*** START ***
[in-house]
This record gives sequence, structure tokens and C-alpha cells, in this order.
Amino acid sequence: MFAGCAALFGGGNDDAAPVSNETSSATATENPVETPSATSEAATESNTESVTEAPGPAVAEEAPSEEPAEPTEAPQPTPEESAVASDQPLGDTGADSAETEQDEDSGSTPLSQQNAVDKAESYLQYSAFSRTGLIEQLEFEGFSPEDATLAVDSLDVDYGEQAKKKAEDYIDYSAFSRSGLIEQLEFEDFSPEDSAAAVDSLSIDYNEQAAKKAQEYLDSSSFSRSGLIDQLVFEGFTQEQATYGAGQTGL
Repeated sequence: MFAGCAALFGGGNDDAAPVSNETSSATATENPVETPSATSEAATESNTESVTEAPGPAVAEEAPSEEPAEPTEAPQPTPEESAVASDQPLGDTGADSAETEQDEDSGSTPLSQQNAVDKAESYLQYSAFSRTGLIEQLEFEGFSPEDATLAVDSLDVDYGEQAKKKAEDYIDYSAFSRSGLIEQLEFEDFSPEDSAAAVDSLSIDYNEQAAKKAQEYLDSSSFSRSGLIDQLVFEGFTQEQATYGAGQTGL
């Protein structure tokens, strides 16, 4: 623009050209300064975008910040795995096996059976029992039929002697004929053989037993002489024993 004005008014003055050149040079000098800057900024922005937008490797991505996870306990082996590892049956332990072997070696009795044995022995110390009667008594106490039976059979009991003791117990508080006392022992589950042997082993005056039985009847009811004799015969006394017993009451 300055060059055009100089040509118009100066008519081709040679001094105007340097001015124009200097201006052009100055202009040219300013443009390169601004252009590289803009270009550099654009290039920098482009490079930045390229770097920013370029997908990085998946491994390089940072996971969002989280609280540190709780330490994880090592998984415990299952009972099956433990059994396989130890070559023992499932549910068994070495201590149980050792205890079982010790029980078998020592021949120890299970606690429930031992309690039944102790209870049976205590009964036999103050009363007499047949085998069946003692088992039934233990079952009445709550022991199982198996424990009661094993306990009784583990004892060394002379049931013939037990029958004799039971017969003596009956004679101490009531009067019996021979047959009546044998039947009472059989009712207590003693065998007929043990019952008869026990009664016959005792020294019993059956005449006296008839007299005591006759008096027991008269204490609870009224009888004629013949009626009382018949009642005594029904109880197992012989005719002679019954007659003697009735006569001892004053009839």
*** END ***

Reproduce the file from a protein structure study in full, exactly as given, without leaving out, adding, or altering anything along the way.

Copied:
[in-house]
This record gives sequence, structure tokens and C-alpha cells, in this order.
Amino acid sequence: MFAGCAALFGGGNDDAAPVSNETSSATATENPVETPSATSEAATESNTESVTEAPGPAVAEEAPSEEPAEPTEAPQPTPEESAVASDQPLGDTGADSAETEQDEDSGSTPLSQQNAVDKAESYLQYSAFSRTGLIEQLEFEGFSPEDATLAVDSLDVDYGEQAKKKAEDYIDYSAFSRSGLIEQLEFEDFSPEDSAAAVDSLSIDYNEQAAKKAQEYLDSSSFSRSGLIDQLVFEGFTQEQATYGAGQTGL
Repeated sequence: MFAGCAALFGGGNDDAAPVSNETSSATATENPVETPSATSEAATESNTESVTEAPGPAVAEEAPSEEPAEPTEAPQPTPEESAVASDQPLGDTGADSAETEQDEDSGSTPLSQQNAVDKAESYLQYSAFSRTGLIEQLEFEGFSPEDATLAVDSLDVDYGEQAKKKAEDYIDYSAFSRSGLIEQLEFEDFSPEDSAAAVDSLSIDYNEQAAKKAQEYLDSSSFSRSGLIDQLVFEGFTQEQATYGAGQTGL
């Protein structure tokens, strides 16, 4: 623009050209300064975008910040795995096996059976029992039929002697004929053989037993002489024993 004005008014003055050149040079000098800057900024922005937008490797991505996870306990082996590892049956332990072997070696009795044995022995110390009667008594106490039976059979009991003791117990508080006392022992589950042997082993005056039985009847009811004799015969006394017993009451 300055060059055009100089040509118009100066008519081709040679001094105007340097001015124009200097201006052009100055202009040219300013443009390169601004252009590289803009270009550099654009290039920098482009490079930045390229770097920013370029997908990085998946491994390089940072996971969002989280609280540190709780330490994880090592998984415990299952009972099956433990059994396989130890070559023992499932549910068994070495201590149980050792205890079982010790029980078998020592021949120890299970606690429930031992309690039944102790209870049976205590009964036999103050009363007499047949085998069946003692088992039934233990079952009445709550022991199982198996424990009661094993306990009784583990004892060394002379049931013939037990029958004799039971017969003596009956004679101490009531009067019996021979047959009546044998039947009472059989009712207590003693065998007929043990019952008869026990009664016959005792020294019993059956005449006296008839007299005591006759008096027991008269204490609870009224009888004629013949009626009382018949009642005594029904109880197992012989005719002679019954007659003697009735006569001892004053009839």